Folate and (folic acid) are water soluble B vitamins. Derived from the the Latin word "folium" for leaf, researcher Lucy Wills identified the nutrient nearly 70 years ago as the nutrient needed to prevent the anemia of pregnancy.
Folate is necessary for the production and maintenance of new cells. This is especially important during periods of rapid cell division and growth such as infancy and pregnancy. Because folate is needed to synthesize DNA, a deficiency of folate may result in damage to DNA that may lead to cancer.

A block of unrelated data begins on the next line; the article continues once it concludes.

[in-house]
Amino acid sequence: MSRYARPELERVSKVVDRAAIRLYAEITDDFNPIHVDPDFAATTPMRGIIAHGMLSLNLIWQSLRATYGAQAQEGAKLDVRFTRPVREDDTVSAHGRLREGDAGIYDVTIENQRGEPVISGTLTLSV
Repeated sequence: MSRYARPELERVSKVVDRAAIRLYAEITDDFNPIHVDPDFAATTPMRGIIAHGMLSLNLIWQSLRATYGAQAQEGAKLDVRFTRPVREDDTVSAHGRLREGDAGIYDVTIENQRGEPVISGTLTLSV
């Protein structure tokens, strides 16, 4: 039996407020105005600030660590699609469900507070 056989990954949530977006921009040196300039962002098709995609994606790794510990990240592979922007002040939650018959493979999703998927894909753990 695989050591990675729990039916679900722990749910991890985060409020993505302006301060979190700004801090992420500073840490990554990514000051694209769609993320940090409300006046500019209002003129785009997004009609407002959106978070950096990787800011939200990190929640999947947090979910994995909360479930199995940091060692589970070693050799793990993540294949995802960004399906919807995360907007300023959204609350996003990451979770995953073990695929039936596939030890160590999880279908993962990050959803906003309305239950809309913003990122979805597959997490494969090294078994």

Folate, along with vitamin B6 and vitamin B12, are important for heart health as they help to reduce levels of homocysteine - an amino acid that increases the risk for heart disease and stroke.
Folic acid is very important for all women who may become pregnant. Adequate folate intake during the periconceptual period, the time just before and just after a woman becomes pregnant, protects against a number of congenital malformations including neural tube defects.
National Institutes of Health, Office of Dietary Supplements. Van Guelpen B (2007). "Folate in colorectal cancer, prostate cancer and cardiovascular disease". Scand J Clin Lab Invest 67 (5): 459–73. doi:10.1080/00365510601161513. PMID 17763182.